Using a speed test is a vital tool to determine not only what you're working with in terms of a connection, but also to determine if you are getting the connection you were promised from your ISP (in this case, AT&T). Use this to compare to other plans, other providers, and average speeds, which we will talk about later.
To effectively use the test to compare your connection to AT&T's advertised speeds, try to make sure that you are connected by ethernet cable and that no unusual internet activity is occurring on devices connected to the network. You may also wish to test a few times to ensure a consistent reading.
The easiest number to understand and most important on many levels, your download speed is a simple measurement of how fast your connection can download data and files, and is generally how ISPs advertise their plans. Having a good result here is essential if you stream a lot, download many files, or have a larger household with many users.
This shows how fast your connection can upload data or files to other places online. It becomes an important metric in regard to video calls, online gaming, or if you regularly upload large files online. Often you can expect this number to be significantly lower than your download speed, especially if you are using a DSL connection.
Ping rate, otherwise known as latency, is tested to determine the delay in data transfer between your device and a server or other device. It is the time it takes for your device to send out a packet and then receive a response. The average person wants a ping rate of 100ms or less, although online gamers would ideally have one of 30ms or less.
According to data provided by the FCC, the following cities and metro areas have download speeds at or exceeding 1,000Mbps, making them one of the top providers for that area.
Please use the charts and tables below alongside your speed test to determine if you are getting your advertised speeds or whether you need to contact your provider (or switch to a different one).
As you can see from at least the lower download speeds advertised (data was not complete or reliable enough for higher speeds for this metric), AT&T actually has a good track record when it comes to making sure actual download speeds match or exceed the speeds they advertise. However, do note these are averages, and as such your experience might be different.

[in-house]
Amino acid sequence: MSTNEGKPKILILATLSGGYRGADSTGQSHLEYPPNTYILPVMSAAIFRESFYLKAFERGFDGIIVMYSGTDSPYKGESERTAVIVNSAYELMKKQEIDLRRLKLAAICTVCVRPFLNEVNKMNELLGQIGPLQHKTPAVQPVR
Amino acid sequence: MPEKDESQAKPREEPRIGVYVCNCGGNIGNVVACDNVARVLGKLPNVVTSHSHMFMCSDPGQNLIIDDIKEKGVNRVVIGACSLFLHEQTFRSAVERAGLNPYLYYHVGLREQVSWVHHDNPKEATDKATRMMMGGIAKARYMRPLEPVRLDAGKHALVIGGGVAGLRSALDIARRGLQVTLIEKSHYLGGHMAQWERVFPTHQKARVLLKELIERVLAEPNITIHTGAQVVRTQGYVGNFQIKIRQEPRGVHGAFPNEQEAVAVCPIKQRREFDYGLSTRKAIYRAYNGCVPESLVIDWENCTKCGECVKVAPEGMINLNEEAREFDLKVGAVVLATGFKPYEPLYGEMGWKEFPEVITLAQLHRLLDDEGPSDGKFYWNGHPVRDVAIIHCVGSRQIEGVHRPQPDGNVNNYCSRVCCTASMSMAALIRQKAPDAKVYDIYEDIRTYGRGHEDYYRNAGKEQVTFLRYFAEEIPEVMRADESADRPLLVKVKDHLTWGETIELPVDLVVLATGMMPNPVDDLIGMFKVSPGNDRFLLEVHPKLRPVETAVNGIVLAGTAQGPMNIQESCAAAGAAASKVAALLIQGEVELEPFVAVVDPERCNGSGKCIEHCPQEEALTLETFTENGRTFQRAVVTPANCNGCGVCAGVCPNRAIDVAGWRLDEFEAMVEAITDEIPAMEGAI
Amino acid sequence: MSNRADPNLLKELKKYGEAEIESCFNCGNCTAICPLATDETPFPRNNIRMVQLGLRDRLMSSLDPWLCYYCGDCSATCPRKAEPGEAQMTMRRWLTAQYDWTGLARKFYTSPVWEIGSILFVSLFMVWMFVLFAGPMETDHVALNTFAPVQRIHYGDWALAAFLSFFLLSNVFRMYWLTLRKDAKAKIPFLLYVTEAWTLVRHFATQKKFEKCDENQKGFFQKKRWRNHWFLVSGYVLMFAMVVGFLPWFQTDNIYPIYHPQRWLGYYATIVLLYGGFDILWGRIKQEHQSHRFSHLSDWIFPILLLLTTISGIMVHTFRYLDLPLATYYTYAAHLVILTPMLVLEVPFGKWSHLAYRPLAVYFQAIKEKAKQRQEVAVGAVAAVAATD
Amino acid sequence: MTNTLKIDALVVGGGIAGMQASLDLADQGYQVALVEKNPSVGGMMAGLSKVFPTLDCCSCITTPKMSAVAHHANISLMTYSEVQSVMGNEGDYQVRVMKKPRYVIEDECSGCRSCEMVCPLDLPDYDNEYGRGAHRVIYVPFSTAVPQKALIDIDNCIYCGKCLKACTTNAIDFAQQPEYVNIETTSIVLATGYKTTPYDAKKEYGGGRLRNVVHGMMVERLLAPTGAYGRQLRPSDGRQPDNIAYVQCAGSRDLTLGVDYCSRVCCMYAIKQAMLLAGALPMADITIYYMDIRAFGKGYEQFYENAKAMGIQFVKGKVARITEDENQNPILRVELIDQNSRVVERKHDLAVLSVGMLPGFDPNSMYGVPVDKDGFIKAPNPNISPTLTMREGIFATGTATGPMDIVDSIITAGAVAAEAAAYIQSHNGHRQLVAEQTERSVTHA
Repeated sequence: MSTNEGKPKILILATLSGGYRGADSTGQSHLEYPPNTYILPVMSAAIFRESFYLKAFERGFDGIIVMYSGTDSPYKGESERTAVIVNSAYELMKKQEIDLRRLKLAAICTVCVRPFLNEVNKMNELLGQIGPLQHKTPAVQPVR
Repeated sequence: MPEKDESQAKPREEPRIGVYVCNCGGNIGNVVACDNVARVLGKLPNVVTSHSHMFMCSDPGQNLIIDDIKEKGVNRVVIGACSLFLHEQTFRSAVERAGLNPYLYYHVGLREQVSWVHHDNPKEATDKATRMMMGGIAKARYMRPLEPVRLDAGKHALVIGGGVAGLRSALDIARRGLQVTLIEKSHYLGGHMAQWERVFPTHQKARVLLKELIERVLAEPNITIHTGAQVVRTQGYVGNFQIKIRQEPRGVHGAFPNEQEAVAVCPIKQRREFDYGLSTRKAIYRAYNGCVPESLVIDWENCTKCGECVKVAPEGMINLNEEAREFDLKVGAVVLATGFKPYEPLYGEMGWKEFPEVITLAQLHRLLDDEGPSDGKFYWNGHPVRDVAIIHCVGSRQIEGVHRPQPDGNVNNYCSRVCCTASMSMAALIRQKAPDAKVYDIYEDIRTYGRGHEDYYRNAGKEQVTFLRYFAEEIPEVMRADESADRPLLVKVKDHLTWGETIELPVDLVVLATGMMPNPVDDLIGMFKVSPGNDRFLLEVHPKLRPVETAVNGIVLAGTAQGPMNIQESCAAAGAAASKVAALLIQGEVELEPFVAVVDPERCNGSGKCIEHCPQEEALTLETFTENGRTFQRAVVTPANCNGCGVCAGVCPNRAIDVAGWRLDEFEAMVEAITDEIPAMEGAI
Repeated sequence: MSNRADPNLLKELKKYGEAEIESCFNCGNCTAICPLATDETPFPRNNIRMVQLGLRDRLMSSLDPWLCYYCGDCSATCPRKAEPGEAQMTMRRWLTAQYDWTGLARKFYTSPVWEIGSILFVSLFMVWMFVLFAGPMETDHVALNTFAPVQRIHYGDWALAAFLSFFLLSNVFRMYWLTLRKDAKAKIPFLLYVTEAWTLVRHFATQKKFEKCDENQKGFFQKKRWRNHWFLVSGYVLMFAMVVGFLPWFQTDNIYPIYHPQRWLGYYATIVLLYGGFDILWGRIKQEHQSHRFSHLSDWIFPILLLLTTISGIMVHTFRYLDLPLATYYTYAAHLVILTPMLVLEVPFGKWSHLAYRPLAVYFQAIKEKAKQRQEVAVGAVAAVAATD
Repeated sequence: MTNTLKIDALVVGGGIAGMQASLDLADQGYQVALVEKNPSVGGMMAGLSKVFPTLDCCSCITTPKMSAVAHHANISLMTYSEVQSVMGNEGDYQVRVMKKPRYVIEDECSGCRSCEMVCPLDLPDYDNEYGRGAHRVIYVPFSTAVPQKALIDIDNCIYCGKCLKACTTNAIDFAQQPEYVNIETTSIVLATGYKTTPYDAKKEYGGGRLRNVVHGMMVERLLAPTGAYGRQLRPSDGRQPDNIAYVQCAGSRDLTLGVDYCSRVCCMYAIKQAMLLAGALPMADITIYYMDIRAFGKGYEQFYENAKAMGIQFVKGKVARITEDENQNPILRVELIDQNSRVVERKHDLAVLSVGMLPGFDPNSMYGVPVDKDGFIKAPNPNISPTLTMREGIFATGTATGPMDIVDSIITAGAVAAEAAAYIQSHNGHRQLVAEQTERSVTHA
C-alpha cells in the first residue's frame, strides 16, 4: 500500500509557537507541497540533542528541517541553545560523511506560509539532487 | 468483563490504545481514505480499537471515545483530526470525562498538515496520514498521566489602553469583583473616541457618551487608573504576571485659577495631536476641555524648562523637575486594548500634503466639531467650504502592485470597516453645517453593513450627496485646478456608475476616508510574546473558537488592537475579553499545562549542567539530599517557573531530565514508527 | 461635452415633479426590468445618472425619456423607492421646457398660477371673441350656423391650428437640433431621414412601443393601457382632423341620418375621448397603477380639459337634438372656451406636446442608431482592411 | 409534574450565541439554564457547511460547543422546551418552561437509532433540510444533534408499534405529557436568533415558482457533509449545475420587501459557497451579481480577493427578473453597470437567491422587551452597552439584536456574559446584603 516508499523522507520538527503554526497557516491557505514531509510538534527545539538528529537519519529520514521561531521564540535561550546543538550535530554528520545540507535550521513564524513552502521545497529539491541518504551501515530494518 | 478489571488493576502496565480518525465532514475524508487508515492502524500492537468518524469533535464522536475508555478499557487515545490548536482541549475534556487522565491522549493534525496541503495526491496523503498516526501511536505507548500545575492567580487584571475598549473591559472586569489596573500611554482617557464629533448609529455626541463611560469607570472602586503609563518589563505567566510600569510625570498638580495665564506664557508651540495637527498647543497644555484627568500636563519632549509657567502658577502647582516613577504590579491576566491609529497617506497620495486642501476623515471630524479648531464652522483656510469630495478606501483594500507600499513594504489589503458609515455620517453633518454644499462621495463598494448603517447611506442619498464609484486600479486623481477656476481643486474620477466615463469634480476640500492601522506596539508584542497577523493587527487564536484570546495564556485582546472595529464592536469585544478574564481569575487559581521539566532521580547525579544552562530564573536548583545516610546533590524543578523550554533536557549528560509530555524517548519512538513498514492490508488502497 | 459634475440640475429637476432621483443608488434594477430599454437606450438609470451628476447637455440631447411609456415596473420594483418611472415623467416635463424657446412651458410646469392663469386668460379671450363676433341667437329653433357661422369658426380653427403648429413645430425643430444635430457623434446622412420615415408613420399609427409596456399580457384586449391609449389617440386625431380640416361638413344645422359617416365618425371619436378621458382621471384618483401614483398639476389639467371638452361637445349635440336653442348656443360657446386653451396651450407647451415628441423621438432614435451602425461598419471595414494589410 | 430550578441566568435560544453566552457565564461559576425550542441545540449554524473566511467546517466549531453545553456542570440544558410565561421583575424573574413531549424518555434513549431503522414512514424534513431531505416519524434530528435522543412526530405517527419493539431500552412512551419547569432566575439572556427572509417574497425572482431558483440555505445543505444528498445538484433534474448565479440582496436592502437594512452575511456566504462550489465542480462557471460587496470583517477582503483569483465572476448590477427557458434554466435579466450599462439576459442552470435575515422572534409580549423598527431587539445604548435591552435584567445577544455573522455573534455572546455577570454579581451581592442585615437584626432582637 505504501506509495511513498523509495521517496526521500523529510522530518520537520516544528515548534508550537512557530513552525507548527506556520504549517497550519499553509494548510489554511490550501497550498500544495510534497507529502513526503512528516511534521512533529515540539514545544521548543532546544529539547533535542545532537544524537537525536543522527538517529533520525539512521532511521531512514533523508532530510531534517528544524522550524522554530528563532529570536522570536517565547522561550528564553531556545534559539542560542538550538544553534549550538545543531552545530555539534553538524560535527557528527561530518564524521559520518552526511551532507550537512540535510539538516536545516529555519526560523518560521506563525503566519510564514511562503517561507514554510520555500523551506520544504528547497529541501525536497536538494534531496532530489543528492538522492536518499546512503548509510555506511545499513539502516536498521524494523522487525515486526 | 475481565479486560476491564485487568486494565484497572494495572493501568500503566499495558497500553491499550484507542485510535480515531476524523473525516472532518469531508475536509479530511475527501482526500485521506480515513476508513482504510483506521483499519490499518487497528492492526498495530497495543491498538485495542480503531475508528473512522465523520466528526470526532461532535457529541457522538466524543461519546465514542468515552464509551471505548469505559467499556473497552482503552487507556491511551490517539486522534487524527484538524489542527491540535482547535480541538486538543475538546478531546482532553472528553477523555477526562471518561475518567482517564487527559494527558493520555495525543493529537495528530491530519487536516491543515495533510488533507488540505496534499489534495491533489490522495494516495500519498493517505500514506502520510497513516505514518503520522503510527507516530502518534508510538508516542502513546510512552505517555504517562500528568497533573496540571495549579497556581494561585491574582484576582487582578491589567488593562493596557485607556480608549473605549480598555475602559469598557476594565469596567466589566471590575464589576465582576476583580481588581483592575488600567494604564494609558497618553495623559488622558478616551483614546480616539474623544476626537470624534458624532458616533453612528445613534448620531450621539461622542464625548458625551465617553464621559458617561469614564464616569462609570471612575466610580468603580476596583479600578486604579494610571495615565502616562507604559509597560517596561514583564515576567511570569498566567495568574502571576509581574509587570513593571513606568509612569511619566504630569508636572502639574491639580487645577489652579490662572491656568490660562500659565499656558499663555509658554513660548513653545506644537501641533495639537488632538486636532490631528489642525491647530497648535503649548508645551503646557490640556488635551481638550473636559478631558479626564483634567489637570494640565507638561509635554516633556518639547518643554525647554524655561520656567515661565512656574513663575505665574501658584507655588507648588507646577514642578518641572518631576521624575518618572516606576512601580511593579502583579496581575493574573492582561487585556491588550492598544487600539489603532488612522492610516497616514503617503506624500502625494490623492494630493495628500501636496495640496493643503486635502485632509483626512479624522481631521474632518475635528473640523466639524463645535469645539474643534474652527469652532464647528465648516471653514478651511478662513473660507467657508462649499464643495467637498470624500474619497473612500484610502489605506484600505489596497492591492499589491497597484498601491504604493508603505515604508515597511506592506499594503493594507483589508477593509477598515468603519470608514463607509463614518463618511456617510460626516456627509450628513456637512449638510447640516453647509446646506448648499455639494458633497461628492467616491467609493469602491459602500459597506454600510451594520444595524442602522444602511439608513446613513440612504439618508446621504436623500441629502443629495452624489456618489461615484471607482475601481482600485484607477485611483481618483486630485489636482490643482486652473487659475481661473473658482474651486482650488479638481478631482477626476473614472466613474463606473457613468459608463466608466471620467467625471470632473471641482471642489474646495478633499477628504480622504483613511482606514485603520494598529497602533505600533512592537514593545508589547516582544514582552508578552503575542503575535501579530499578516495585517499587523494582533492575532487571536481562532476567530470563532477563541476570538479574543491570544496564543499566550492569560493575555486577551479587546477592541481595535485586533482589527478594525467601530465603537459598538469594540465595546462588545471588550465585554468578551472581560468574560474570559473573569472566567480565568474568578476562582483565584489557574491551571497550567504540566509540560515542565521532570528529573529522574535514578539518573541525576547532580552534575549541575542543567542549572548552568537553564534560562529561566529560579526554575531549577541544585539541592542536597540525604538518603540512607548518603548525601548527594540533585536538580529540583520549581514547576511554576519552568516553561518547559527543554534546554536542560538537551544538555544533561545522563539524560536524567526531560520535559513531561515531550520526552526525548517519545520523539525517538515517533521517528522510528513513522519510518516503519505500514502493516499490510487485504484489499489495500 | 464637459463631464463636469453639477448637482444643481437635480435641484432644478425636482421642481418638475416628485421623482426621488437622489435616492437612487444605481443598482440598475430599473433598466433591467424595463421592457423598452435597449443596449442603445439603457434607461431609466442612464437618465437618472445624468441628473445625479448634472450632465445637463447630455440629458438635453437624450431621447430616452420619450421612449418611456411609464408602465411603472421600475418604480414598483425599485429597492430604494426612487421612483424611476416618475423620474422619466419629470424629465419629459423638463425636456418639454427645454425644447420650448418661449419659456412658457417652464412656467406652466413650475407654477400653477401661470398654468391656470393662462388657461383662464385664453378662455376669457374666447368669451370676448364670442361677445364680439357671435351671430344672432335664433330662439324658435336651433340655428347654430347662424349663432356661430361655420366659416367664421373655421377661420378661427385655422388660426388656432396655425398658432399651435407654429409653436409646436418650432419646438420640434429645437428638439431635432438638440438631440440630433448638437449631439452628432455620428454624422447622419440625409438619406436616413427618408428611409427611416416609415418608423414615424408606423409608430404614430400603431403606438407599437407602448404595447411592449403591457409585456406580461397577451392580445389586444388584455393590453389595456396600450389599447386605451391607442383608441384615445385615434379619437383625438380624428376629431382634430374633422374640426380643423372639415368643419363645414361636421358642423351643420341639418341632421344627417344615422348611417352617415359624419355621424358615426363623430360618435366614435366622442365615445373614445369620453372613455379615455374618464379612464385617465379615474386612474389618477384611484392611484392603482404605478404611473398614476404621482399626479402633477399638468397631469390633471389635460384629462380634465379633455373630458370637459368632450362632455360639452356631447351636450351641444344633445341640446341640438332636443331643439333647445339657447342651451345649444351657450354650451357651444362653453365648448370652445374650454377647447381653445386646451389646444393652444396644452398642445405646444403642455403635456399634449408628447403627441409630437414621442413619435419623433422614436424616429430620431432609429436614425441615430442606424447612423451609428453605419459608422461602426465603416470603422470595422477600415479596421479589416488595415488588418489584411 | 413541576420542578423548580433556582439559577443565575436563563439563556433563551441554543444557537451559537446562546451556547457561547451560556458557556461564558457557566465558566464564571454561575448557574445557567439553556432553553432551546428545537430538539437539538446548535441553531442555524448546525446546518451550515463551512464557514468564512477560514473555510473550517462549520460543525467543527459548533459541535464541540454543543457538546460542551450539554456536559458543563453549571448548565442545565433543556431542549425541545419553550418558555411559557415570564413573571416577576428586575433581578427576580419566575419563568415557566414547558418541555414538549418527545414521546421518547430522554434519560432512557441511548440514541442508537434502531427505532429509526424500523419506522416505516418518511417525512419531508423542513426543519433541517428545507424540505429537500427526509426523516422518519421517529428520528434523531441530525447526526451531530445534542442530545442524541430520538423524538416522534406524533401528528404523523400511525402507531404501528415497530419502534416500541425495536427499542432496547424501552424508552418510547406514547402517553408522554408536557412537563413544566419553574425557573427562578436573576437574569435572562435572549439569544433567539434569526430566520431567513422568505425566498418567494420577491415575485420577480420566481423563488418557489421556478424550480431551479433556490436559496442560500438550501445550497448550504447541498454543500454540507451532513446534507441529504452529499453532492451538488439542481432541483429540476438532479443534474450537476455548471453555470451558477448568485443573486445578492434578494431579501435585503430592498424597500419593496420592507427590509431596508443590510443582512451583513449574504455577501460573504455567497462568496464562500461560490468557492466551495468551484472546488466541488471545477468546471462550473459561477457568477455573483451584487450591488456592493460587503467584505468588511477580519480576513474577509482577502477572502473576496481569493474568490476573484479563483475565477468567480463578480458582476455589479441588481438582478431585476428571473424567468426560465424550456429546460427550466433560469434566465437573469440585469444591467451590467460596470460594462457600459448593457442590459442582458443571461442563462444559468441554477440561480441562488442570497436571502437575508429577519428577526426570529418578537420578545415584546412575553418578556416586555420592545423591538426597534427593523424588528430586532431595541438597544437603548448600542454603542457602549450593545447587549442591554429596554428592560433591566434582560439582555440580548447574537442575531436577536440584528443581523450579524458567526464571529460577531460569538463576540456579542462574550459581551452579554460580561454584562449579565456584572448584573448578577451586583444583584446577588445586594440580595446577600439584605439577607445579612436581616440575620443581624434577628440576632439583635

This is an average of the top 10 percent of tests over the last 12 months. Rates have increased recently as AT&T is offering better service across the country.
If you are interested in the company's average download speeds over the last 12 months, here is the relevant chart. This does combine all plans, so you should not necessarily assume these speeds will be what you get in your area.
If your internet speed regularly dips or is well below 80 percent of the speed advertised to you, you should look into the problem or consider switching providers. Do note that using WiFi or multiple devices/connections may make it appear as though you're getting lower speeds than you are actually getting.
About 30-50 percent of advertised speeds, although multiple factors can affect your result, such as interference, distance, equipment used, and more.
This will vary from household to household, but you absolutely need 5-10 Mbps, and most common services and processes combined require a download speed of 25 Mbps to work without issue.
Please do not deny yourself this information or wait any longer to make sure you're getting what you were promised and what you need. You came to this page for a reason, so follow through and take any further steps that are necessary, even researching alternative providers.